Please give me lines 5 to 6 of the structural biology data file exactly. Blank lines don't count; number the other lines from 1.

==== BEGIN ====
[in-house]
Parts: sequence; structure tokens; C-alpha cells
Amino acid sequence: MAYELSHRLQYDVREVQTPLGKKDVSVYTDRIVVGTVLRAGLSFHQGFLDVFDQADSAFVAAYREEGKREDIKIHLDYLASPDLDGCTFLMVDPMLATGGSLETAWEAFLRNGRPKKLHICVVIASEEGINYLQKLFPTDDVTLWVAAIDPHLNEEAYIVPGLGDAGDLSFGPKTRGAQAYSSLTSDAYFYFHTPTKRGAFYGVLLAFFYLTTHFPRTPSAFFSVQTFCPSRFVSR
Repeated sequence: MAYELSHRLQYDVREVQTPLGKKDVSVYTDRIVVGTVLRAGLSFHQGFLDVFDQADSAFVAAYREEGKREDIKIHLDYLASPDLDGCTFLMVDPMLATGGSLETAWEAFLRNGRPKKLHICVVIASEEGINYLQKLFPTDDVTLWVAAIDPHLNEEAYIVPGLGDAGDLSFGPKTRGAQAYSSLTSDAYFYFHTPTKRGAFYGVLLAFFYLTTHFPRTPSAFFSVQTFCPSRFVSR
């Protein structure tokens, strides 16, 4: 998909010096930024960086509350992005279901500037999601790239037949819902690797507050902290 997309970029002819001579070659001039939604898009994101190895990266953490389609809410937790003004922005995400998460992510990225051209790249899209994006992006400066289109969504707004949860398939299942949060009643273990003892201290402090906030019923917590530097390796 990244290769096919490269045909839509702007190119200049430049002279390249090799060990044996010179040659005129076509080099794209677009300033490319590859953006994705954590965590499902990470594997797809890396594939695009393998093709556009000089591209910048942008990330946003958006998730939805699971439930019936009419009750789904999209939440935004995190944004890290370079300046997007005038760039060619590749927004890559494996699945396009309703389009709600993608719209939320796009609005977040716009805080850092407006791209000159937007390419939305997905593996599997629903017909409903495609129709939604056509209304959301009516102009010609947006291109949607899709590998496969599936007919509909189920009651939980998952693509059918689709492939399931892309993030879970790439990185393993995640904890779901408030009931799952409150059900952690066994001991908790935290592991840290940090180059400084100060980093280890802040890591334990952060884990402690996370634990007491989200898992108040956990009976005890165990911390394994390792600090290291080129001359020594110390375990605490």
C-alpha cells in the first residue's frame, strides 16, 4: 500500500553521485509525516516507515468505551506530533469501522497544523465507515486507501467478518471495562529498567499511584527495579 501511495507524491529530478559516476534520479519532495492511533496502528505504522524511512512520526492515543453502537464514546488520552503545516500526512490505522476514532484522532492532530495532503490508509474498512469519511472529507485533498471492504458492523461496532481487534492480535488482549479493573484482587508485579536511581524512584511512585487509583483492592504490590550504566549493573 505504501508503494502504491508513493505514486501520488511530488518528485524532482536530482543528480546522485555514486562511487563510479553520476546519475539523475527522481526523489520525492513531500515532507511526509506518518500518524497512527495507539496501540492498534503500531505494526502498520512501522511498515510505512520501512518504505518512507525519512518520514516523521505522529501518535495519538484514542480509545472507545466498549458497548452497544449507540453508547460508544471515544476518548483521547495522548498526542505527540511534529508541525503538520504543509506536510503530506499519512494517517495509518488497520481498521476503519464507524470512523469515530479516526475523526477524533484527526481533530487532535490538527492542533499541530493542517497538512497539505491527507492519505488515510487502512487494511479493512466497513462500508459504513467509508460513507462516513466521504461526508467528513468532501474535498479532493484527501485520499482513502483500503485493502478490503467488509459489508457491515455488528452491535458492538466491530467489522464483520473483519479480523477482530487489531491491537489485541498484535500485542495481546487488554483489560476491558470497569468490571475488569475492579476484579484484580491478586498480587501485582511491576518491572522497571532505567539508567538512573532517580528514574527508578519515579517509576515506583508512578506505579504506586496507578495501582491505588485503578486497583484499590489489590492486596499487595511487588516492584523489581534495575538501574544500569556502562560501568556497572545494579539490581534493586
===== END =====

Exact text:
């Protein structure tokens, strides 16, 4: 998909010096930024960086509350992005279901500037999601790239037949819902690797507050902290 997309970029002819001579070659001039939604898009994101190895990266953490389609809410937790003004922005995400998460992510990225051209790249899209994006992006400066289109969504707004949860398939299942949060009643273990003892201290402090906030019923917590530097390796 990244290769096919490269045909839509702007190119200049430049002279390249090799060990044996010179040659005129076509080099794209677009300033490319590859953006994705954590965590499902990470594997797809890396594939695009393998093709556009000089591209910048942008990330946003958006998730939805699971439930019936009419009750789904999209939440935004995190944004890290370079300046997007005038760039060619590749927004890559494996699945396009309703389009709600993608719209939320796009609005977040716009805080850092407006791209000159937007390419939305997905593996599997629903017909409903495609129709939604056509209304959301009516102009010609947006291109949607899709590998496969599936007919509909189920009651939980998952693509059918689709492939399931892309993030879970790439990185393993995640904890779901408030009931799952409150059900952690066994001991908790935290592991840290940090180059400084100060980093280890802040890591334990952060884990402690996370634990007491989200898992108040956990009976005890165990911390394994390792600090290291080129001359020594110390375990605490």
C-alpha cells in the first residue's frame, strides 16, 4: 500500500553521485509525516516507515468505551506530533469501522497544523465507515486507501467478518471495562529498567499511584527495579 501511495507524491529530478559516476534520479519532495492511533496502528505504522524511512512520526492515543453502537464514546488520552503545516500526512490505522476514532484522532492532530495532503490508509474498512469519511472529507485533498471492504458492523461496532481487534492480535488482549479493573484482587508485579536511581524512584511512585487509583483492592504490590550504566549493573 505504501508503494502504491508513493505514486501520488511530488518528485524532482536530482543528480546522485555514486562511487563510479553520476546519475539523475527522481526523489520525492513531500515532507511526509506518518500518524497512527495507539496501540492498534503500531505494526502498520512501522511498515510505512520501512518504505518512507525519512518520514516523521505522529501518535495519538484514542480509545472507545466498549458497548452497544449507540453508547460508544471515544476518548483521547495522548498526542505527540511534529508541525503538520504543509506536510503530506499519512494517517495509518488497520481498521476503519464507524470512523469515530479516526475523526477524533484527526481533530487532535490538527492542533499541530493542517497538512497539505491527507492519505488515510487502512487494511479493512466497513462500508459504513467509508460513507462516513466521504461526508467528513468532501474535498479532493484527501485520499482513502483500503485493502478490503467488509459489508457491515455488528452491535458492538466491530467489522464483520473483519479480523477482530487489531491491537489485541498484535500485542495481546487488554483489560476491558470497569468490571475488569475492579476484579484484580491478586498480587501485582511491576518491572522497571532505567539508567538512573532517580528514574527508578519515579517509576515506583508512578506505579504506586496507578495501582491505588485503578486497583484499590489489590492486596499487595511487588516492584523489581534495575538501574544500569556502562560501568556497572545494579539490581534493586